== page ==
Finishing Touches: Log Corners Create That Real Log Home Look

When you’re building a conventional frame home but giving it a log home look, log siding is the obvious building material ― but don’t overlook the details. Choosing the right log corner is an important design element to achieve that real log home look for your clients. Log corners add an essential finishing touch and, they can also impact the sturdiness and longevity of the home.

Corner systems, sometimes referred to as notches, are how two perpendicular logs are joined together. When selecting a corner type for your project, there are many factors to consider including cost, required skill level, installation time, as well as design. The most common types of corner systems are dovetail, butt and pass, corner post, and saddle notches. Below we’ve outlined the main features of each.

Heritage Dovetail Log CornersDovetail

The dovetail notch is well-suited for many log home styles and is one of the oldest log home corner types. Logs are cut with trapezoidal notches that resemble the shape of a dove’s tail. When the logs are stacked, the dovetail notches securely interlock together and create a strong joint.

Aesthetics: Dovetail corners give an authentic stacked heritage log home appearance.

Durability and Strength: Few corner systems are as strong and durable as the dovetail. This notch type has superior tensile strength, which means it is highly resistant to separation.

The dovetail corner system is a favorite among many builders because of its waterproofing characteristics. Water is naturally directed away from the home because of the way the dovetail notches are slanted. Other systems may trap water, which can lead to rot. This system also minimizes log-to-log contact, which can further reduce rot.

Heartwood Mills Products: You can easily create the heritage look with our dovetail notches. We offer smooth or rough sawn dovetails, and Adzed is available upon request.

Saddle Notches

Traditional saddle notches are one of the most recognizable corner systems (think Lincoln Logs, the popular wooden building toy). Saddle notch corner systems use a series of notches that may differ in sizes and shapes. The logs are stacked on top of each other, and the notches help the logs fit perfectly together.

The compression fit saddle notch is a very popular type of corner system. Sometimes referred to as the Scandinavian saddle notch, this corner uses an early technique where the logs fit more tightly together over time, as the logs shrink and settle.

Aesthetics: Many consider the beauty and elegance of saddle notch corners as a quintessential element of a traditional log home. If you want an old-world style with minimal maintenance, this is the choice for you.

Durability and Strength: Although the traditional saddle notch requires skilled craftsmanship to assemble, the benefits are very similar to the dovetail notch. Saddle notch systems create durable, airtight seals and unmatched durability. This corner system creates a very strong home and is highly weather resistant. And, if the logs are installed correctly, no chinking or additional insulation is needed – which greatly reduces maintenance needs over time.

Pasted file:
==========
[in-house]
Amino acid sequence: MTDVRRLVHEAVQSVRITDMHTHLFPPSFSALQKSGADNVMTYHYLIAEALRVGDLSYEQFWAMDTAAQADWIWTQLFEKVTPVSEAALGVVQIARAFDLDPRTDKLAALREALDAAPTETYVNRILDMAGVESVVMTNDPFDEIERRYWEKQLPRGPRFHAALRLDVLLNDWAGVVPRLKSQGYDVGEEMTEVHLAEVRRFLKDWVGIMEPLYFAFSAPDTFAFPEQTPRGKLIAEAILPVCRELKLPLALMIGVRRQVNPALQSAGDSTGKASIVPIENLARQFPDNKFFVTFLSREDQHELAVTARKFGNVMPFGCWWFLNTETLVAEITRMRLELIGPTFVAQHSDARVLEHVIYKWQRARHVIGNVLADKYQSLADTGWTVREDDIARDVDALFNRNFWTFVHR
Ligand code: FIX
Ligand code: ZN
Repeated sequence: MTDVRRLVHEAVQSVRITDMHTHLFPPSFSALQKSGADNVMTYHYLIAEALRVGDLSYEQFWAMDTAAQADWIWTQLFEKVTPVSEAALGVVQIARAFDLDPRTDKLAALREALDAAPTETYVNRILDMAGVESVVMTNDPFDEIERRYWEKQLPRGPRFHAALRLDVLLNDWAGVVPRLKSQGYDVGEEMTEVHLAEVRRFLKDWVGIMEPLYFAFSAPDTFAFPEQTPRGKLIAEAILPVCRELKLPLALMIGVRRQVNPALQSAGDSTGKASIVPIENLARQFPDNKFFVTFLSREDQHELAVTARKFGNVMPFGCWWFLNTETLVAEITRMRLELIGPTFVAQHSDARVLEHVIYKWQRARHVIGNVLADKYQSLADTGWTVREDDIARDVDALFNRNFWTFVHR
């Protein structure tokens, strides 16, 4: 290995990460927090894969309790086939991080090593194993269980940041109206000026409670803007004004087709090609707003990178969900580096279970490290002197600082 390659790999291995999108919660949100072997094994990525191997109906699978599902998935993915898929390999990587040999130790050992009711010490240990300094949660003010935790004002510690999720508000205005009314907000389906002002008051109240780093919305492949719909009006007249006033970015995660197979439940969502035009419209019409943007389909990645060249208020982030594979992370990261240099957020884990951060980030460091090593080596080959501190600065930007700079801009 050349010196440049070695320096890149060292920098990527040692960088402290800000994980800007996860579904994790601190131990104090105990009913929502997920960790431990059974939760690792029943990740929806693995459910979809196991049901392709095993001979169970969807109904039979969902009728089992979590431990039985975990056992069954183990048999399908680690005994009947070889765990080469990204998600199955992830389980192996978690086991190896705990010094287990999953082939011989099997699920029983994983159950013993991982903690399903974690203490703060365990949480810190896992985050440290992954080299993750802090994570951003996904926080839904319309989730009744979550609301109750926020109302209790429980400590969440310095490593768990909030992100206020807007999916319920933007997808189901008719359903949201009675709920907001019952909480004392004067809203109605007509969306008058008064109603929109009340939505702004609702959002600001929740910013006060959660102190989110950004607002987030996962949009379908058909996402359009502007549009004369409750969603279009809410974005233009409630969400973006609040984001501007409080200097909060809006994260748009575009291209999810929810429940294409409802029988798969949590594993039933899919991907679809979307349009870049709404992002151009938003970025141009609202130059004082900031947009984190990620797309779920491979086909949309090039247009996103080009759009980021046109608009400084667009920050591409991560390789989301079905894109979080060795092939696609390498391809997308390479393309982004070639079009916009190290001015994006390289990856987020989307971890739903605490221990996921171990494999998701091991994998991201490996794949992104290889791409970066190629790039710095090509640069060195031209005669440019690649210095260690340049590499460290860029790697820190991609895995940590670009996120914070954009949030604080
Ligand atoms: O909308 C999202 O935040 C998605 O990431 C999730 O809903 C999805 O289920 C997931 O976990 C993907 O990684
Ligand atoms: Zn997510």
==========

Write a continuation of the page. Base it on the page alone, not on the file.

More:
Heartwood Mills Products: Our saddle notch corners can help you achieve an authentic stacked log home appearance. We hand-scribe our saddle notch corners to provide a perfect fit while maintaining uniqueness.

Corner Posts

Corner posts provide a contemporary, clean, and distinctive look. Rather than using notches to join perpendicular logs to each other, logs are joined to a vertical corner post.

Aesthetics: Because most log home corner systems utilize intersecting joints between logs, the corner post system really stands out as a unique and recognizable design. This corner type provides a modern, clean, boxy design that many people find very appealing.

Durability and Strength: Because all of the joints are concealed within the vertical post, corner post systems are highly durable and resistant to weather elements. This method also creates tight joints and allows the logs to expand and contract naturally.

Heartwood Mills Products: With our Vertical Hand Hewn Log Cabin Corners, it’s easy to achieve the unique look and feel of a Corner Post system. We have both interior and exterior applications available.

Butt and Pass Corners

In the 1950s, Skip Ellsworth created the butt and pass notch as a way to provide a quick and easy method to enable even novice craftsmen to build a log home. The secret to this corner style is that is doesn’t actually use a notch! Rather, logs are stacked on top of each other and rebar is used to join them together.

Aesthetics: Aesthetically, butt and pass corners look like traditional Scandinavian saddle notches, but they have the benefit of reduced cost and installation time.

Durability and Strength: The main benefit of this system is reduced building time and cost because intricate notching isn’t required. Butt and pass corners may also have reduced settling over time, which makes framing around doors and windows easier.

Heartwood Mills Products: Heartwood Mills butt and pass corner systems give the look of full logs extending from the home and are available in Northern White Cedar and Pine.


Choosing the right corner will add aesthetic appeal and complete that traditional log home look your customers desire. Corners can also improve the longevity and weather resistance of homes. There are many options to choose from and factors to consider. Have more questions about log corners? We are happy to help! Contact our experts and let us help you select the best corner for your next log home project.